Congo militia ambushes and beheads 40 policemen
KINSHASA: Members of a militia ambushed and beheaded about 40 police officers on Friday in the Democratic Republic of Congo, officials said on Saturday.
In recent months, provinces in the Kasai region, in south-central Congo, have been the scene of fighting between police and a local tribal militia called Kamuina Nsapu. Violence in the area has claimed more than 300 lives since August and displaced more than 200,000 people.
Military authorities reported on Friday that they had lost contact with a police convoy from here that was making its way to Kananga, southeast of the capital.
François Kalamba, the speaker of the Kasai provincial assembly, confirmed on Saturday that the convoy had been ambushed by Kamuina Nsapu fighters between the city of Tshikapa and Kananga, and that about 40 officers had been decapitated.
The central region of the country is particularly volatile because of an insurgency, with frequent clashes between militia fighters and the military and security forces, despite the presence of United Nations peacekeepers. Civilians are often caught up in the violence.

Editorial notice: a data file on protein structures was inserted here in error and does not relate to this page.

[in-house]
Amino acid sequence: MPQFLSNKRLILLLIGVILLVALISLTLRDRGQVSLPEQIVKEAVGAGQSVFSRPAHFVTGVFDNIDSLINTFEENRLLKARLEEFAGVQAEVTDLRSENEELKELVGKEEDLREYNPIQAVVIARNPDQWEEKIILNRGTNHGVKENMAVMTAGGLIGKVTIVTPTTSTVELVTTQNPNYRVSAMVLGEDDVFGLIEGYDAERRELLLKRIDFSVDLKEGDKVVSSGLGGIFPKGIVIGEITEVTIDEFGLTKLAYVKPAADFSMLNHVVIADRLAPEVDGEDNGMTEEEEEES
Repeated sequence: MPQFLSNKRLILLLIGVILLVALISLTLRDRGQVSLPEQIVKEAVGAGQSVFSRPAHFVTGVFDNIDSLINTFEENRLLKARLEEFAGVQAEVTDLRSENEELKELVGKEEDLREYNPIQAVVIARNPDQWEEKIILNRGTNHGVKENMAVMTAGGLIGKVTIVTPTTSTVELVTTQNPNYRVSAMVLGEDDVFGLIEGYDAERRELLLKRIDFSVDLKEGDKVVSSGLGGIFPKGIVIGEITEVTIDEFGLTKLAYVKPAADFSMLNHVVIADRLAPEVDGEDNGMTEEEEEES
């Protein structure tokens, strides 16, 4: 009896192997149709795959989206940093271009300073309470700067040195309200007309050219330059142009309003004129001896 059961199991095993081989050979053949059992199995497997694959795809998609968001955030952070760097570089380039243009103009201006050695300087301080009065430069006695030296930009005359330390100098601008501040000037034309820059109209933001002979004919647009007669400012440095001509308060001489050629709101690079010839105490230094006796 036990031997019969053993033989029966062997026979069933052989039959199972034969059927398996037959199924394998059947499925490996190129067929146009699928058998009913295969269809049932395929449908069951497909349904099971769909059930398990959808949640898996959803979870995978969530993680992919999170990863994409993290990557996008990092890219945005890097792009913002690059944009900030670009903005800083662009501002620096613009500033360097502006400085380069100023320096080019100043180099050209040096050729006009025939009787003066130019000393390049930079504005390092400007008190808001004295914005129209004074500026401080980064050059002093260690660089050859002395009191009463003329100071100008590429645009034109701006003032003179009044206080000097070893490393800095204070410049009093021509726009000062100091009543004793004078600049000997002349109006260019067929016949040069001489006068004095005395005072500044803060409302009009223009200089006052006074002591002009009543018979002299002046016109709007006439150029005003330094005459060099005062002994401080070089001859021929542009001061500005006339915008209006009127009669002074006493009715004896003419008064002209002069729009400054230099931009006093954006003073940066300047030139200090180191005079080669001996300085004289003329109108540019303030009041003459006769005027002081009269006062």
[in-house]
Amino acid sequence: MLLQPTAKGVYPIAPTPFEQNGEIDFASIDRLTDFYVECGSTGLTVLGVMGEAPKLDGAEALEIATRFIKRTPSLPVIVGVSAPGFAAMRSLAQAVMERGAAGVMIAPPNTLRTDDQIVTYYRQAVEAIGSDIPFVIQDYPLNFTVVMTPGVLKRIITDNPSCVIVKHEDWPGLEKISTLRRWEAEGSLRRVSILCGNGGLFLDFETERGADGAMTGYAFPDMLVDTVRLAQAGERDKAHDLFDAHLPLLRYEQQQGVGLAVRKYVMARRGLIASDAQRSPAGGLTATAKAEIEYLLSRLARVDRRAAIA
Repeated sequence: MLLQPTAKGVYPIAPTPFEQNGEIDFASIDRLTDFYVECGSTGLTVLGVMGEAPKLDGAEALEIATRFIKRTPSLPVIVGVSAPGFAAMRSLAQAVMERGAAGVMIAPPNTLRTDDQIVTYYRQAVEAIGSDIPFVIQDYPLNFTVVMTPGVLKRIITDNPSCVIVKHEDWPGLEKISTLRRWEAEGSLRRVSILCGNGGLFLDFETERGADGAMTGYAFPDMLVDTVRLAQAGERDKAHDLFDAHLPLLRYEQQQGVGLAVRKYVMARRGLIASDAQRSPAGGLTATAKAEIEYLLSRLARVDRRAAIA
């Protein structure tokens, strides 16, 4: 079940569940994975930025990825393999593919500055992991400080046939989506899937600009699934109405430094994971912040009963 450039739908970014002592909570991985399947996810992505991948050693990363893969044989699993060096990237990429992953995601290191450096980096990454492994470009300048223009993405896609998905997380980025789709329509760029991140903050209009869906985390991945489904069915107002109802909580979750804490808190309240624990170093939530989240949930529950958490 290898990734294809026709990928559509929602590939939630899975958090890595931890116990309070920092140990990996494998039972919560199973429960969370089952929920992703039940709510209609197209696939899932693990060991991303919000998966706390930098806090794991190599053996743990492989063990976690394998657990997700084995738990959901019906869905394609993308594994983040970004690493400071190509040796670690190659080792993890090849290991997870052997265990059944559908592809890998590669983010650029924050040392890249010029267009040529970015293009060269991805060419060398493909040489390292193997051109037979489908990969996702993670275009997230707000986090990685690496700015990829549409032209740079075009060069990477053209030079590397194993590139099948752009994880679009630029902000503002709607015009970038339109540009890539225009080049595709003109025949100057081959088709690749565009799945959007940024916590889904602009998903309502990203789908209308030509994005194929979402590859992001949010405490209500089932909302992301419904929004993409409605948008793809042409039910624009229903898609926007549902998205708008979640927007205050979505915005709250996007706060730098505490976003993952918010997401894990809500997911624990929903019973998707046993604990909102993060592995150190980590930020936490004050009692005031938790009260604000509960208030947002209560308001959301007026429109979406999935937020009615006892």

Last week, the Congolese military’s auditor-general announced that seven officers had been arrested and charged with war crimes after a video surfaced last month depicting soldiers shooting civilians in Kasai-Central province, a massacre that left at least 13 dead.
Five other videos appearing to show members of the military shooting civilians are also circulating on social networking platforms.
Amid the mounting accusations of violence against civilians, and the discovery of 10 mass graves dug in January and February in Kasai-Central, the chief of the UN peacekeeping mission in Congo urged the UN Security Council this week to press the government to open an investigation into possible human rights violations. Some elected leaders and human rights advocates in Congo have called for an independent international inquiry.
This month, two UN officials were among six people abducted in the Kasai-Central province by unknown assailants. NYT